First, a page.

We made it through the holidays and now we’re ready to make some big changes that will make the coming year better and more productive than any previous years. We will lose weight, stop smoking, be more attentive to our loved ones, find a better job, etc., etc., etc.
Many of us have New Year’s resolutions that resemble an elaborate holiday shopping list that is not only unrealistic to keep but doomed for failure no later than the second week in January.
Keep in mind that a change in behavior is more likely to occur when setting small, attainable goals throughout the year, rather than spectacular and grandiose achievements, even hard to achieve for the most disciplined individual among us.
“It is not the extend of change that matters, but rather the act of recognizing that lifestyle change is important and working toward it, one step at a time.” (Lynn Bufka, PhD, 2009)
Rather than viewing the new year as a catalyst for dramatic character changes, view it as a time to reflect on past behavior and a commitment to make positive lifestyle changes.
Make resolutions that you know you can keep; for example, your goal is to exercise more often and consistently, schedule an activity such as walking that you can incorporate into your daily schedule easily; set a goal to take a walk before or after work for 10 minutes every day. Add some minor changes in diet, such as letting go of all the soda drinks.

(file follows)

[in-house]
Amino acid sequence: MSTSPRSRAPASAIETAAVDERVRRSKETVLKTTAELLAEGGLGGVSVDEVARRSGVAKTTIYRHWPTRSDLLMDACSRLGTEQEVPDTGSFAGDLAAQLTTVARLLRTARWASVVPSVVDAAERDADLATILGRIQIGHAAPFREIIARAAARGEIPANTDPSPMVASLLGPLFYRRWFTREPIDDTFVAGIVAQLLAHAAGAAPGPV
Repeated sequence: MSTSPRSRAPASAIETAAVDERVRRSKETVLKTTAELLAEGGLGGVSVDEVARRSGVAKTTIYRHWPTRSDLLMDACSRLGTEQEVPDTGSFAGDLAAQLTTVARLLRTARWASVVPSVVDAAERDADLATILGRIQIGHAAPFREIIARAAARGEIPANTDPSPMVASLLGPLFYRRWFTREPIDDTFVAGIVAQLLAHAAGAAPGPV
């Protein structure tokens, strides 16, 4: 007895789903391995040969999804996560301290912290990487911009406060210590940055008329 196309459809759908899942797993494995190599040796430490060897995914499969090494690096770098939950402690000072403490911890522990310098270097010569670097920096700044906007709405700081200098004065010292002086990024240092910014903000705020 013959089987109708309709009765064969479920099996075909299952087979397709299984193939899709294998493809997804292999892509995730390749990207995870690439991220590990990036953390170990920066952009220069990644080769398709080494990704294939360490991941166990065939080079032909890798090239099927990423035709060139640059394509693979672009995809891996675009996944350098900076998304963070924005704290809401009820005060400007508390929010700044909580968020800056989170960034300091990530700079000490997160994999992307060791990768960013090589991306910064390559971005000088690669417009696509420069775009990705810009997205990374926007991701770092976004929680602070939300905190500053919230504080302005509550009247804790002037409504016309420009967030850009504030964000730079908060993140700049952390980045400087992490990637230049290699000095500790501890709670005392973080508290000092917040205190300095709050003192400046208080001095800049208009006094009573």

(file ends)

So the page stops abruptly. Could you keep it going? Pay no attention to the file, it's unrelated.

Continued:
Just try to change one behavior at a time, unhealthy behavior takes time to develop, therefore, requiring time to replace healthy behaviors with unhealthy ones. Don’t beat yourself up rewriting your entire life story, work toward changing one thing at a time.
Once you have made a commitment to change a behavior, talk about it with your friends and family, because sharing your struggles and gains with others makes your conquests to a better lifestyle not only easier and more fun, but also express a verbal commitment.
Remember, nobody is perfect and we may all have a “glitch” here and there, resorting back to old, unhealthy behaviors; however, this is normal and acceptable. Don’t give up because you missed your daily walk and had fudge at the office. We all have ups and downs, acknowledge your mistake, correct it and resume your original goal of pursuing a healthy lifestyle by taking a daily walk and avoiding high-calorie deserts.
If necessary, ask for help from those around you and if you feel overwhelmed or discouraged or unable to meet your goals by yourself, talk to a professional. Psychologists have the unique training of understanding the mind body connection and can offer assistance as to how to adjust goals so they are more realistic and attainable, and ultimately help with changing unhealthy behaviors and address psychological and emotional concerns.
Astrid Heathcote is a licensed psychologist with a private practice and residence in Ahwatukee Foothills. Reach her at (480) 275-2249 or www.drastrid.org.